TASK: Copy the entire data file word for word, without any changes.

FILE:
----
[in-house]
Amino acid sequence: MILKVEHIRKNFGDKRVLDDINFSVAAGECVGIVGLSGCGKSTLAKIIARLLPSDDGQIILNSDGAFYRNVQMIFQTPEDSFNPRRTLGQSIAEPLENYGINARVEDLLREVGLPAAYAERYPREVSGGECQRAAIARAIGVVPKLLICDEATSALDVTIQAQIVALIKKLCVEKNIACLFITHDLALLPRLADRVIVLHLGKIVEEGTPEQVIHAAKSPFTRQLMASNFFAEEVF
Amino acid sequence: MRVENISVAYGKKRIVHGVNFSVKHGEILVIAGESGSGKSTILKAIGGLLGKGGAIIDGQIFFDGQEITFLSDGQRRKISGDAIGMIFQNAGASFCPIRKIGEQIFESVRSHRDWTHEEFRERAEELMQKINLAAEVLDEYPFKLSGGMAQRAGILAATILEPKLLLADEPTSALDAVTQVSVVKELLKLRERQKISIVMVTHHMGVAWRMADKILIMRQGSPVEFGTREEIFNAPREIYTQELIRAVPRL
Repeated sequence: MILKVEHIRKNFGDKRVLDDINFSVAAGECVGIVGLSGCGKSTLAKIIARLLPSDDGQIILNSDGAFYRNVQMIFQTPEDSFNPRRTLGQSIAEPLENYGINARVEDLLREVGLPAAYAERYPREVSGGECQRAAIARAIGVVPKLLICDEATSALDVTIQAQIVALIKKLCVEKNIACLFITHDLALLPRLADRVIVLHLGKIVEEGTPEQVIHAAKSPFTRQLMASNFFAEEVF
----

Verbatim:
[in-house]
Amino acid sequence: MILKVEHIRKNFGDKRVLDDINFSVAAGECVGIVGLSGCGKSTLAKIIARLLPSDDGQIILNSDGAFYRNVQMIFQTPEDSFNPRRTLGQSIAEPLENYGINARVEDLLREVGLPAAYAERYPREVSGGECQRAAIARAIGVVPKLLICDEATSALDVTIQAQIVALIKKLCVEKNIACLFITHDLALLPRLADRVIVLHLGKIVEEGTPEQVIHAAKSPFTRQLMASNFFAEEVF
Amino acid sequence: MRVENISVAYGKKRIVHGVNFSVKHGEILVIAGESGSGKSTILKAIGGLLGKGGAIIDGQIFFDGQEITFLSDGQRRKISGDAIGMIFQNAGASFCPIRKIGEQIFESVRSHRDWTHEEFRERAEELMQKINLAAEVLDEYPFKLSGGMAQRAGILAATILEPKLLLADEPTSALDAVTQVSVVKELLKLRERQKISIVMVTHHMGVAWRMADKILIMRQGSPVEFGTREEIFNAPREIYTQELIRAVPRL
Repeated sequence: MILKVEHIRKNFGDKRVLDDINFSVAAGECVGIVGLSGCGKSTLAKIIARLLPSDDGQIILNSDGAFYRNVQMIFQTPEDSFNPRRTLGQSIAEPLENYGINARVEDLLREVGLPAAYAERYPREVSGGECQRAAIARAIGVVPKLLICDEATSALDVTIQAQIVALIKKLCVEKNIACLFITHDLALLPRLADRVIVLHLGKIVEEGTPEQVIHAAKSPFTRQLMASNFFAEEVF